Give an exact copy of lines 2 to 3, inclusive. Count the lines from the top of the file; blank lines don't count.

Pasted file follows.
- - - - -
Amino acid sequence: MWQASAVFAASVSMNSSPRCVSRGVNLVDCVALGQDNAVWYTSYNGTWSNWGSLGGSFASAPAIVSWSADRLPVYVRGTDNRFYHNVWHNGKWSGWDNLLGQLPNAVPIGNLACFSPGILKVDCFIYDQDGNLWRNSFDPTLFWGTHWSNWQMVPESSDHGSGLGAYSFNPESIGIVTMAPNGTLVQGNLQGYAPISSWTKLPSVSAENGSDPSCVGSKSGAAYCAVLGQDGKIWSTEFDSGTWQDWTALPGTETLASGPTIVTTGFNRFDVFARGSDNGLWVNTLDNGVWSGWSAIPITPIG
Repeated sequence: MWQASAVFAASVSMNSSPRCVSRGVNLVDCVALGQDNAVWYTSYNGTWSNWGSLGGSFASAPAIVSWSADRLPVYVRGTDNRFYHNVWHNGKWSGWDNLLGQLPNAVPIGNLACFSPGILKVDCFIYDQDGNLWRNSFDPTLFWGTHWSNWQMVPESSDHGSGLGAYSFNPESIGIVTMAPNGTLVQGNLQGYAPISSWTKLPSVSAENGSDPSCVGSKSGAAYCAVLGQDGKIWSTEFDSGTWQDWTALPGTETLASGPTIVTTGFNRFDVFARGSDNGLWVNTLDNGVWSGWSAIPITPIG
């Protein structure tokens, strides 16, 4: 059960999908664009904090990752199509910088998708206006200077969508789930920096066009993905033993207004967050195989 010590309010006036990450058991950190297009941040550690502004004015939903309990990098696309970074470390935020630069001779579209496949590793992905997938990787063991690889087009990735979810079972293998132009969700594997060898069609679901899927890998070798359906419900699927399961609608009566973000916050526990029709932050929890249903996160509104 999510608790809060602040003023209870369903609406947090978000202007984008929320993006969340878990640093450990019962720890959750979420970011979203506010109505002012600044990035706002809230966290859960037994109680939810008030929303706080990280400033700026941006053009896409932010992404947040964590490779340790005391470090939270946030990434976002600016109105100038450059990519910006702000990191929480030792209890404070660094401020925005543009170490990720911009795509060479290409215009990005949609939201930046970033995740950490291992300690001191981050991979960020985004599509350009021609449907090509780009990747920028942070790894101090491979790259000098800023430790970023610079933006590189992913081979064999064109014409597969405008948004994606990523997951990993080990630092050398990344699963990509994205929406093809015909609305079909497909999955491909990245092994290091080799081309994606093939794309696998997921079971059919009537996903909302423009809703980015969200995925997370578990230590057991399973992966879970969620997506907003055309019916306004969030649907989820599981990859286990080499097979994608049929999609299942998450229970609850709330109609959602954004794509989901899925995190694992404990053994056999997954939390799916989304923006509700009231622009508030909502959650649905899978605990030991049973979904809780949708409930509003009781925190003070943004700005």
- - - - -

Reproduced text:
Repeated sequence: MWQASAVFAASVSMNSSPRCVSRGVNLVDCVALGQDNAVWYTSYNGTWSNWGSLGGSFASAPAIVSWSADRLPVYVRGTDNRFYHNVWHNGKWSGWDNLLGQLPNAVPIGNLACFSPGILKVDCFIYDQDGNLWRNSFDPTLFWGTHWSNWQMVPESSDHGSGLGAYSFNPESIGIVTMAPNGTLVQGNLQGYAPISSWTKLPSVSAENGSDPSCVGSKSGAAYCAVLGQDGKIWSTEFDSGTWQDWTALPGTETLASGPTIVTTGFNRFDVFARGSDNGLWVNTLDNGVWSGWSAIPITPIG
């Protein structure tokens, strides 16, 4: 059960999908664009904090990752199509910088998708206006200077969508789930920096066009993905033993207004967050195989 010590309010006036990450058991950190297009941040550690502004004015939903309990990098696309970074470390935020630069001779579209496949590793992905997938990787063991690889087009990735979810079972293998132009969700594997060898069609679901899927890998070798359906419900699927399961609608009566973000916050526990029709932050929890249903996160509104 999510608790809060602040003023209870369903609406947090978000202007984008929320993006969340878990640093450990019962720890959750979420970011979203506010109505002012600044990035706002809230966290859960037994109680939810008030929303706080990280400033700026941006053009896409932010992404947040964590490779340790005391470090939270946030990434976002600016109105100038450059990519910006702000990191929480030792209890404070660094401020925005543009170490990720911009795509060479290409215009990005949609939201930046970033995740950490291992300690001191981050991979960020985004599509350009021609449907090509780009990747920028942070790894101090491979790259000098800023430790970023610079933006590189992913081979064999064109014409597969405008948004994606990523997951990993080990630092050398990344699963990509994205929406093809015909609305079909497909999955491909990245092994290091080799081309994606093939794309696998997921079971059919009537996903909302423009809703980015969200995925997370578990230590057991399973992966879970969620997506907003055309019916306004969030649907989820599981990859286990080499097979994608049929999609299942998450229970609850709330109609959602954004794509989901899925995190694992404990053994056999997954939390799916989304923006509700009231622009508030909502959650649905899978605990030991049973979904809780949708409930509003009781925190003070943004700005």